How to Get Sole Custody of My Unborn Baby in Washington

By Elizabeth Rayne

In Washington, it is not possible to obtain sole custody of an unborn child because courts will not make custody determinations until the child is born. However, courts cannot delay or deny a divorce based on a pregnancy, meaning you may still divorce while one spouse is pregnant, and then reserve the issue of custody until later. Like all states, courts in Washington will determine custody based on what is in the best interests of the child.

In Washington, it is not possible to obtain sole custody of an unborn child because courts will not make custody determinations until the child is born. However, courts cannot delay or deny a divorce based on a pregnancy, meaning you may still divorce while one spouse is pregnant, and then reserve the issue of custody until later. Like all states, courts in Washington will determine custody based on what is in the best interests of the child.

"Sole Custody" Overview

Once the child is born, you may obtain a parenting plan. The Washington courts do not use terms such as "joint custody" or "sole custody." Instead, a parenting plan spells out how much time the child will spend with each parent, who makes decisions for the child, and how conflicts between the parents should be resolved. The parents may come up with their own parenting plan, which the court will likely approve. When the parents cannot agree, the court will hold a hearing to determine the parenting plan based on what is in the best interests of the child.

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Proposed Parenting Plan

If you and your spouse cannot agree to the parenting schedule, you may submit a proposed parenting plan to have the court determine the custody arrangement. The plan may be submitted as part of the original divorce petition, even though the judge will not determine custody until after the child is born. You may "reserve" the issue of custody until after the child is born, meaning you do not need to pay a new filing fee to determine custody at the later date. On the parenting plan form you may ask the court to not award any parenting time to the other parent.

Unfit Parent

Unless the court finds that one parent is "unfit," both parents will have the right to spend time with and make decisions for the child. For example, if a parent provides evidence of physical or sexual abuse, or a parent willfully abandoned the child for an extended period of time, the court in its discretion may find that the parent is unfit. In making decisions on custody, the court is primarily concerned with what is in the best interests of the child, and parenting time will only be restricted if the child's health or safety may be at risk. As an alternative to restricting parenting time, the court may instead order supervised visitation.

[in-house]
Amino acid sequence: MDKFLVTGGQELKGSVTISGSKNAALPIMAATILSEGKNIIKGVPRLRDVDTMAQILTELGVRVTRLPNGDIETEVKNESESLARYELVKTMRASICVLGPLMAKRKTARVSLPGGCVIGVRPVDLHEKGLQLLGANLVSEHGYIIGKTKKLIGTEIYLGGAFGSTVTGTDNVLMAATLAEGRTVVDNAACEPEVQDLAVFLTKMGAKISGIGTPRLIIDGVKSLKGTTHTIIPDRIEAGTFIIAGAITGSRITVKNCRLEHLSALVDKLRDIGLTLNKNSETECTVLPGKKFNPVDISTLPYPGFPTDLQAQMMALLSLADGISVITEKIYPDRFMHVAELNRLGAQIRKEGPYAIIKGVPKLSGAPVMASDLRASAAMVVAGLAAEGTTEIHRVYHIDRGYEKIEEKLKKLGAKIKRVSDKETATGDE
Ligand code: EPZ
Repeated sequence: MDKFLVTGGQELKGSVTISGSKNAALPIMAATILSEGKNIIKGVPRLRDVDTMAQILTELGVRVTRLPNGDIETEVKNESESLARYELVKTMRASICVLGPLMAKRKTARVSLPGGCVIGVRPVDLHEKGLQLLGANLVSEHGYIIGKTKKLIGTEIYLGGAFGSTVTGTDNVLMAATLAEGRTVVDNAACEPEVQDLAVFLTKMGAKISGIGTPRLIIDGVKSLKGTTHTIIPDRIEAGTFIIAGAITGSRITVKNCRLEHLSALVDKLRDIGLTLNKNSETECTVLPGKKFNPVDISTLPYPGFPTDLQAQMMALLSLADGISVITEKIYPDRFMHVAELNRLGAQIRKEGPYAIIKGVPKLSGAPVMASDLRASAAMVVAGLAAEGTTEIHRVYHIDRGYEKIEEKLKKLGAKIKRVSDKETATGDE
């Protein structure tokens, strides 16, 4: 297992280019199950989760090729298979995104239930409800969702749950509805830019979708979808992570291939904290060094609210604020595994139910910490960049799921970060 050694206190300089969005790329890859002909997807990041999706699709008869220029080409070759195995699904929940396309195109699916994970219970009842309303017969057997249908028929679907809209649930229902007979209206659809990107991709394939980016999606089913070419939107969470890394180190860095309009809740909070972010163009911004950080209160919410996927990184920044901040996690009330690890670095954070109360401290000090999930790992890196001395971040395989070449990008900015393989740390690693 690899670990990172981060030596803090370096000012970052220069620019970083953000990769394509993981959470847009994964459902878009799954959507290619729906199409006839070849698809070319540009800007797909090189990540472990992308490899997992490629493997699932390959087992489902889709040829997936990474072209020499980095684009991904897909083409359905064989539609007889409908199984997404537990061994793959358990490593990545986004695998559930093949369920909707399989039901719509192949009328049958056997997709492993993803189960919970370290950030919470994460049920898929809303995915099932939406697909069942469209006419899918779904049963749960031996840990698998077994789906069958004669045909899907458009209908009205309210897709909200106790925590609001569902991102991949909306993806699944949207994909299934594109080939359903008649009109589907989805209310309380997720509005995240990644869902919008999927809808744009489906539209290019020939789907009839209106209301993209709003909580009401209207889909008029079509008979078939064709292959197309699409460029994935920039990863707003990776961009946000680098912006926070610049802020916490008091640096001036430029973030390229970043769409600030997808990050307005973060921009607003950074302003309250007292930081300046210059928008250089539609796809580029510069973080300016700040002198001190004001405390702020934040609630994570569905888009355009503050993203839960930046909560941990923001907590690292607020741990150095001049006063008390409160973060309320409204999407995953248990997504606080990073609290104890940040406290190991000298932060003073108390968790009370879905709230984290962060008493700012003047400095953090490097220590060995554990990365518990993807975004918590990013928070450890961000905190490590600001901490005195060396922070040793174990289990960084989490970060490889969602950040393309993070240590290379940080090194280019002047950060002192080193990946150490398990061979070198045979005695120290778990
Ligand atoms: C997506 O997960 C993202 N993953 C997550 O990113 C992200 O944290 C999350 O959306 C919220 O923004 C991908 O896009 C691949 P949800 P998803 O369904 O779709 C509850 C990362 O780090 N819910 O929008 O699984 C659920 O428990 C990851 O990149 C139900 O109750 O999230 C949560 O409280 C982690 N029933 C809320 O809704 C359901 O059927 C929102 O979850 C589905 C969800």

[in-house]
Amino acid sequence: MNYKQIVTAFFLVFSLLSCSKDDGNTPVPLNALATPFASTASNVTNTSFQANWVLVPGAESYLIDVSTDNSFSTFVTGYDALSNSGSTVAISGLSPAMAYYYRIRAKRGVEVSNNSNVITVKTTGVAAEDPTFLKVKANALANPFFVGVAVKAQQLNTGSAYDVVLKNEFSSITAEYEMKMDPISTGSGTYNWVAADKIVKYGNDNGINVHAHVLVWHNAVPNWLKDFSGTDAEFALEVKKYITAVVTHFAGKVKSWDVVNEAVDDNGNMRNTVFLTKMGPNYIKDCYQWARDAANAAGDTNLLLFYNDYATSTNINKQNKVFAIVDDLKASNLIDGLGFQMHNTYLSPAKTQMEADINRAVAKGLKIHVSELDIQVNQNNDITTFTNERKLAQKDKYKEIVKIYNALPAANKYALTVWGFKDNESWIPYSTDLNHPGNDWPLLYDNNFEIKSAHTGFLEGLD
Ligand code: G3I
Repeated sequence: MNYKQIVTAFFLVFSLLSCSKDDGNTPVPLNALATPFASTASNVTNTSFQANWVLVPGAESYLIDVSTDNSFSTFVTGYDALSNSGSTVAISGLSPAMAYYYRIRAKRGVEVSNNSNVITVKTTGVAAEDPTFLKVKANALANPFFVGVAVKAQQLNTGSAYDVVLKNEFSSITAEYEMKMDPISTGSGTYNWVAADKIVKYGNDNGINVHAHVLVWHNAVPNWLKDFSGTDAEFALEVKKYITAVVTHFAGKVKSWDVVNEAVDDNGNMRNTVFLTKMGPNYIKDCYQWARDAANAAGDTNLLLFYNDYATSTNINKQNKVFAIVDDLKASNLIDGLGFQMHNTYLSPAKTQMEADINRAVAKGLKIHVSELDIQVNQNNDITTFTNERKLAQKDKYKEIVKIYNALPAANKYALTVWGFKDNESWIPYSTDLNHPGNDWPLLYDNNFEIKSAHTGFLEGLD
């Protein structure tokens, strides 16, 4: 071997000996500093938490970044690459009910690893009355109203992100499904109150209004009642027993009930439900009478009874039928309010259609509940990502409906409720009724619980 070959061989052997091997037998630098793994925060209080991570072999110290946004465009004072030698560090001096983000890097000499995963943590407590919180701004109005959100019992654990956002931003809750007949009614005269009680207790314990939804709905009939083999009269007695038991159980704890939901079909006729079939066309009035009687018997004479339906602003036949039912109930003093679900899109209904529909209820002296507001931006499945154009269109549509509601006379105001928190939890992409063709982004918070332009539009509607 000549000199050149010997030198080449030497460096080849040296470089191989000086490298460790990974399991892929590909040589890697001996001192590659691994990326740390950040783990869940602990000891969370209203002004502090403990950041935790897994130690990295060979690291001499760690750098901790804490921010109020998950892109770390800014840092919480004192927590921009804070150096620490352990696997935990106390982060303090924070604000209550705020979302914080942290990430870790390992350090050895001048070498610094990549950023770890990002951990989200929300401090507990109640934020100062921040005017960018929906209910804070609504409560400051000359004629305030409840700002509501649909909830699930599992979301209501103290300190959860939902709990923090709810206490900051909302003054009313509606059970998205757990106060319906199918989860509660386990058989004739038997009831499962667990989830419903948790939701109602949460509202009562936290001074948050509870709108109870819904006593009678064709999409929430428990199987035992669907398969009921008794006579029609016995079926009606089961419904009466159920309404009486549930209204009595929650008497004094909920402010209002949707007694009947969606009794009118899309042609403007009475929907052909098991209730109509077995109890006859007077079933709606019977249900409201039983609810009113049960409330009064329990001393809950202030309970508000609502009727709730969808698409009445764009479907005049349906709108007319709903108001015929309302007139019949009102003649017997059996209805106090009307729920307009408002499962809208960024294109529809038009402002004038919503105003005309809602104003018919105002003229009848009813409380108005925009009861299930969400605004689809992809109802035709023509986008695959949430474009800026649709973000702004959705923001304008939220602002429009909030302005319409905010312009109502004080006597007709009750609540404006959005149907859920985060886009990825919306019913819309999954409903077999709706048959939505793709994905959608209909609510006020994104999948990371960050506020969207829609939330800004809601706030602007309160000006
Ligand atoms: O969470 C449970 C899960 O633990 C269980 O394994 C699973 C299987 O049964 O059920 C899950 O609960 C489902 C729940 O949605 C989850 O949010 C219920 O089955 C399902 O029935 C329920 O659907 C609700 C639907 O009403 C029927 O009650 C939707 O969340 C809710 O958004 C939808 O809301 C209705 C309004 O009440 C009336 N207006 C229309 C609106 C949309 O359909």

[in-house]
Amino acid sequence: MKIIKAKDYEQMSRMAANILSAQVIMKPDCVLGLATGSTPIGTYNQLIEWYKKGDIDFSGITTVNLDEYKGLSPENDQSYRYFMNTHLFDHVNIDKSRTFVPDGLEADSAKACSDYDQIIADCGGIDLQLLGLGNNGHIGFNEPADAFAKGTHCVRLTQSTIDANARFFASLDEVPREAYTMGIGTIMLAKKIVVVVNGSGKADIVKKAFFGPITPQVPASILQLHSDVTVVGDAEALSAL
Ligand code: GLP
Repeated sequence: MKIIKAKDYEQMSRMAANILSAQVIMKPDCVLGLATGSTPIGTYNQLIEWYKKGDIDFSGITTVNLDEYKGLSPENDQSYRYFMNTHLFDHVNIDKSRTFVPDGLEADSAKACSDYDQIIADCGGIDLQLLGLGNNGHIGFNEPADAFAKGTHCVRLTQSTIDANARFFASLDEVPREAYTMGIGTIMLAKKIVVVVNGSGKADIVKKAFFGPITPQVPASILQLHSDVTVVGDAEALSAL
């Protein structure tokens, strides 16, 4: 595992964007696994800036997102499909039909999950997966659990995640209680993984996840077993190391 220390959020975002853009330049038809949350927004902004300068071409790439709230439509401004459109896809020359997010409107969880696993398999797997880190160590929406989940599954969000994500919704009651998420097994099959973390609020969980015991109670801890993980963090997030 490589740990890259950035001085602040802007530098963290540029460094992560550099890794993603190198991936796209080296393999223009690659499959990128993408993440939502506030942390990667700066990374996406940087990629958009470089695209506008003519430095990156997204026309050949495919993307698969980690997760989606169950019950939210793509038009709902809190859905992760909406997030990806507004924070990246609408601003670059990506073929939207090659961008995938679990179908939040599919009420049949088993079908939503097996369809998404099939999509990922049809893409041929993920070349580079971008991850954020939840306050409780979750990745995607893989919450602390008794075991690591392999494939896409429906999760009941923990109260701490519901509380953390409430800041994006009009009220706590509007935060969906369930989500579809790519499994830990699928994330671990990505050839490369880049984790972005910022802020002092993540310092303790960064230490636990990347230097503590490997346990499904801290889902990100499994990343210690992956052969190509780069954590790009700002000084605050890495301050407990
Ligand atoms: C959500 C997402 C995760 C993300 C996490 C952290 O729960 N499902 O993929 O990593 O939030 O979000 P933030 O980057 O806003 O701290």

Agreed Parenting Plan

The parents may agree that only one parent should take care of the child. In this case, the parents may submit an agreed upon parenting plan to the court, which in most cases, the court will approve. However, the court will still review the parenting plan, and the plan may be rejected if the court finds it is not in the child's best interests. While it is ultimately up to the discretion of the court, in previous cases Washington courts have approved parenting plans which only gave parenting time to one parent, even where the other parent was not found unfit.

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How Does Spouse Abuse Affect Child Custody?

References

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Mississippi Joint Custody Law

In Mississippi, as in all states, custody decisions are made according to the best interests of the child. Judges may consider a number of factors, including the health and stability of each parent, attachment the child has to each parent and the child's preference. In many cases, a judge will award joint custody. There are a variety of joint custody arrangements available, but -- at minimum -- joint custody means parents share in decision-making regarding the child.

Sole Custody Vs. Parental Rights in Michigan

A determination of the degree to which each parent should be involved in the raising of minor children is an important process, involving both fundamental rights as well as what is deemed best for the child. In Michigan, these issues can often be resolved by the parents in lieu of court intervention, or by order of a judge. Either instance can lead to joint physical or legal custody, but if one parent is awarded sole custody, the other parent may request parenting time. In addition, either parent may request a modification of custody if certain conditions have changed following the original order.

Illinois State Laws on Obtaining Sole Custody

If you're contemplating divorce or about to start the process, you may be feeling a bit uncertain or even overwhelmed, especially if you have children. However, knowing what to expect and understanding how to navigate the system can greatly reduce any stress you may be feeling. This is especially true if you intend to petition the court for sole custody of your children. In Illinois, the court will only choose this arrangement if it serves the best interests of your child.

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